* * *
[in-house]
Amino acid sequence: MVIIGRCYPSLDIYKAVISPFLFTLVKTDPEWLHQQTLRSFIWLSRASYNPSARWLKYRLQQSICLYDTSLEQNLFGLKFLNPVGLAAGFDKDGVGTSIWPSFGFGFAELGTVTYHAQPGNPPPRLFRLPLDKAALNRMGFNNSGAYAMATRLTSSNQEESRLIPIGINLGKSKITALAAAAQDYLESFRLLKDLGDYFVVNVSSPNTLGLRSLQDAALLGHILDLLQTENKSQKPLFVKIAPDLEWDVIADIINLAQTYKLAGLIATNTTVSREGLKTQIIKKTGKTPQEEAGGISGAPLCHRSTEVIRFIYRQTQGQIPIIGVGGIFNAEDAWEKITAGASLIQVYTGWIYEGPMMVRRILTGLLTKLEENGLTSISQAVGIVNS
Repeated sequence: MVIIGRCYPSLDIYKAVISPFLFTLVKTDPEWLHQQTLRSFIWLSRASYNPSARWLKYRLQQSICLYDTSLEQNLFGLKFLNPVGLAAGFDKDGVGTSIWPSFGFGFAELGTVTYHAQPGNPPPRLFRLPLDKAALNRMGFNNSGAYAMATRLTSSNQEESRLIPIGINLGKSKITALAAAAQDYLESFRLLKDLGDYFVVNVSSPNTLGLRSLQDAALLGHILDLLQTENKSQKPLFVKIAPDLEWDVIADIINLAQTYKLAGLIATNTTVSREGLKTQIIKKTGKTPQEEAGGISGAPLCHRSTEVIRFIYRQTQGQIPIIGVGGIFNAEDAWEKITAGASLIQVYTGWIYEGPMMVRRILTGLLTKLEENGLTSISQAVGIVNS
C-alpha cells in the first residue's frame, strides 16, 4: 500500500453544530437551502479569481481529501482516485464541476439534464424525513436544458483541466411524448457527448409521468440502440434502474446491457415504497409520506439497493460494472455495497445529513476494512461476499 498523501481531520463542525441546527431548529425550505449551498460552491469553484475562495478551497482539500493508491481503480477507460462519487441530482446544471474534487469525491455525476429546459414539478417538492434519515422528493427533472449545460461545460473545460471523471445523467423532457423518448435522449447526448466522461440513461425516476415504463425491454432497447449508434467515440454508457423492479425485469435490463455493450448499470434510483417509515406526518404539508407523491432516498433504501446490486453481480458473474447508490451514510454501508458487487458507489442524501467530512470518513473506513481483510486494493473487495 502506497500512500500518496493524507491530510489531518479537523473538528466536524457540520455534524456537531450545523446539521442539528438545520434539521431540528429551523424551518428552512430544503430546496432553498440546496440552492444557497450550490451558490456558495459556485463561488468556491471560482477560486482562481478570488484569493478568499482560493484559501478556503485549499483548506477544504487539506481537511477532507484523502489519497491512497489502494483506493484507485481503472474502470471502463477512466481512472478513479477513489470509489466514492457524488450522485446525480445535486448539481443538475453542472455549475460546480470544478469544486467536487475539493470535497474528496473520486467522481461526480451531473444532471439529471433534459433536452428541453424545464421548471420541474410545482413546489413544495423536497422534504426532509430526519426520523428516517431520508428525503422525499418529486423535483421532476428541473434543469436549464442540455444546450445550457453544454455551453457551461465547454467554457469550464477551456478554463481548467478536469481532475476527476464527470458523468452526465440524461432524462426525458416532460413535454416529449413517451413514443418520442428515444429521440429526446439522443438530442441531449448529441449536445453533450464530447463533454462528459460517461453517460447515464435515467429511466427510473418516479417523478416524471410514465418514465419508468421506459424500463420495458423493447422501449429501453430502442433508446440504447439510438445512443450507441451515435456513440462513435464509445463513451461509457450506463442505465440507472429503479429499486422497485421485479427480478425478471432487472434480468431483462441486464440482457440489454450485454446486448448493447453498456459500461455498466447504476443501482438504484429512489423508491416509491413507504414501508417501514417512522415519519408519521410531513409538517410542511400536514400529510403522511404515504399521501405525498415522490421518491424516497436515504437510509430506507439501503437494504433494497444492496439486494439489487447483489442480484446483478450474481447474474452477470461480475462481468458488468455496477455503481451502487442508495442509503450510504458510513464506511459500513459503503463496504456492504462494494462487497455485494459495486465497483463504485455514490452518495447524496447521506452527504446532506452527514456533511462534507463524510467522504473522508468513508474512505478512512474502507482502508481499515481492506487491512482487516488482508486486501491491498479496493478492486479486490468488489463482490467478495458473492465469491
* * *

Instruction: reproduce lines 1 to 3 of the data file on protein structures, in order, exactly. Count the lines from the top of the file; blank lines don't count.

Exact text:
[in-house]
Amino acid sequence: MVIIGRCYPSLDIYKAVISPFLFTLVKTDPEWLHQQTLRSFIWLSRASYNPSARWLKYRLQQSICLYDTSLEQNLFGLKFLNPVGLAAGFDKDGVGTSIWPSFGFGFAELGTVTYHAQPGNPPPRLFRLPLDKAALNRMGFNNSGAYAMATRLTSSNQEESRLIPIGINLGKSKITALAAAAQDYLESFRLLKDLGDYFVVNVSSPNTLGLRSLQDAALLGHILDLLQTENKSQKPLFVKIAPDLEWDVIADIINLAQTYKLAGLIATNTTVSREGLKTQIIKKTGKTPQEEAGGISGAPLCHRSTEVIRFIYRQTQGQIPIIGVGGIFNAEDAWEKITAGASLIQVYTGWIYEGPMMVRRILTGLLTKLEENGLTSISQAVGIVNS
Repeated sequence: MVIIGRCYPSLDIYKAVISPFLFTLVKTDPEWLHQQTLRSFIWLSRASYNPSARWLKYRLQQSICLYDTSLEQNLFGLKFLNPVGLAAGFDKDGVGTSIWPSFGFGFAELGTVTYHAQPGNPPPRLFRLPLDKAALNRMGFNNSGAYAMATRLTSSNQEESRLIPIGINLGKSKITALAAAAQDYLESFRLLKDLGDYFVVNVSSPNTLGLRSLQDAALLGHILDLLQTENKSQKPLFVKIAPDLEWDVIADIINLAQTYKLAGLIATNTTVSREGLKTQIIKKTGKTPQEEAGGISGAPLCHRSTEVIRFIYRQTQGQIPIIGVGGIFNAEDAWEKITAGASLIQVYTGWIYEGPMMVRRILTGLLTKLEENGLTSISQAVGIVNS